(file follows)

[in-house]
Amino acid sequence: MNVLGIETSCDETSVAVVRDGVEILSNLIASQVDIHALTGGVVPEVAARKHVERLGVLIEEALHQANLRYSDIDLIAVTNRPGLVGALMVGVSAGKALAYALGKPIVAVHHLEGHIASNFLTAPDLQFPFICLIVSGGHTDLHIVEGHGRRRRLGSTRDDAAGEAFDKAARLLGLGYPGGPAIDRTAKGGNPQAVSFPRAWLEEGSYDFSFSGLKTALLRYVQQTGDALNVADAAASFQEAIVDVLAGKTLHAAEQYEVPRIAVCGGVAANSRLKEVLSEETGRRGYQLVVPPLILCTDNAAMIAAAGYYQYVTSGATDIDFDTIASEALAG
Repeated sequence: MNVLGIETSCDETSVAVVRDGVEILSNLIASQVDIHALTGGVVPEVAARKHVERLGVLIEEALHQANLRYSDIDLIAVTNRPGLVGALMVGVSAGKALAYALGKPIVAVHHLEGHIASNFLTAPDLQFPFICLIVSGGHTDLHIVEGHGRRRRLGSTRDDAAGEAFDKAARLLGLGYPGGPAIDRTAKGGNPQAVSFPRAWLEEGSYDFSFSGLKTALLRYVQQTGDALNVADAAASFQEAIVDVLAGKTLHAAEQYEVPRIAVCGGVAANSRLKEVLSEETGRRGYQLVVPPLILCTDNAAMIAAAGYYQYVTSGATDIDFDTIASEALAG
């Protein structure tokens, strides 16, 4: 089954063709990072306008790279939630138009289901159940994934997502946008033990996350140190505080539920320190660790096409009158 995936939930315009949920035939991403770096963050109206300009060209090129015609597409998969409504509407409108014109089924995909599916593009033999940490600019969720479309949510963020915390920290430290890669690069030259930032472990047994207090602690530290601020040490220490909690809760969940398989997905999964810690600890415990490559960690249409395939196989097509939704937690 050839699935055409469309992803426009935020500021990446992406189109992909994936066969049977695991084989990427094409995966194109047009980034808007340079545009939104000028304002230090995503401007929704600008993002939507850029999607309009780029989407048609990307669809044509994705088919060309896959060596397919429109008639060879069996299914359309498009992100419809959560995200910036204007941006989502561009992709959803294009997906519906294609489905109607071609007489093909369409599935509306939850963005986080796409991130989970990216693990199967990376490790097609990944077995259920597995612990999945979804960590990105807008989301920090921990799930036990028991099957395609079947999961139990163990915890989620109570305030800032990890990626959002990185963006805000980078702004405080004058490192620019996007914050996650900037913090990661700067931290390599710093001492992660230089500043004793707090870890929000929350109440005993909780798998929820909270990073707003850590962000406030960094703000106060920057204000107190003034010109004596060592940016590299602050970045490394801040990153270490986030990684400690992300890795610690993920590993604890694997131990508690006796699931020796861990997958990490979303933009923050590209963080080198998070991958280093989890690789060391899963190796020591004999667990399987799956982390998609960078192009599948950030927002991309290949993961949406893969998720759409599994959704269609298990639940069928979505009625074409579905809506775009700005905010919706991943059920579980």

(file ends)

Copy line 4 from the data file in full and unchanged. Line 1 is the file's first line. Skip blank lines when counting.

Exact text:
């Protein structure tokens, strides 16, 4: 089954063709990072306008790279939630138009289901159940994934997502946008033990996350140190505080539920320190660790096409009158 995936939930315009949920035939991403770096963050109206300009060209090129015609597409998969409504509407409108014109089924995909599916593009033999940490600019969720479309949510963020915390920290430290890669690069030259930032472990047994207090602690530290601020040490220490909690809760969940398989997905999964810690600890415990490559960690249409395939196989097509939704937690 050839699935055409469309992803426009935020500021990446992406189109992909994936066969049977695991084989990427094409995966194109047009980034808007340079545009939104000028304002230090995503401007929704600008993002939507850029999607309009780029989407048609990307669809044509994705088919060309896959060596397919429109008639060879069996299914359309498009992100419809959560995200910036204007941006989502561009992709959803294009997906519906294609489905109607071609007489093909369409599935509306939850963005986080796409991130989970990216693990199967990376490790097609990944077995259920597995612990999945979804960590990105807008989301920090921990799930036990028991099957395609079947999961139990163990915890989620109570305030800032990890990626959002990185963006805000980078702004405080004058490192620019996007914050996650900037913090990661700067931290390599710093001492992660230089500043004793707090870890929000929350109440005993909780798998929820909270990073707003850590962000406030960094703000106060920057204000107190003034010109004596060592940016590299602050970045490394801040990153270490986030990684400690992300890795610690993920590993604890694997131990508690006796699931020796861990997958990490979303933009923050590209963080080198998070991958280093989890690789060391899963190796020591004999667990399987799956982390998609960078192009599948950030927002991309290949993961949406893969998720759409599994959704269609298990639940069928979505009625074409579905809506775009700005905010919706991943059920579980």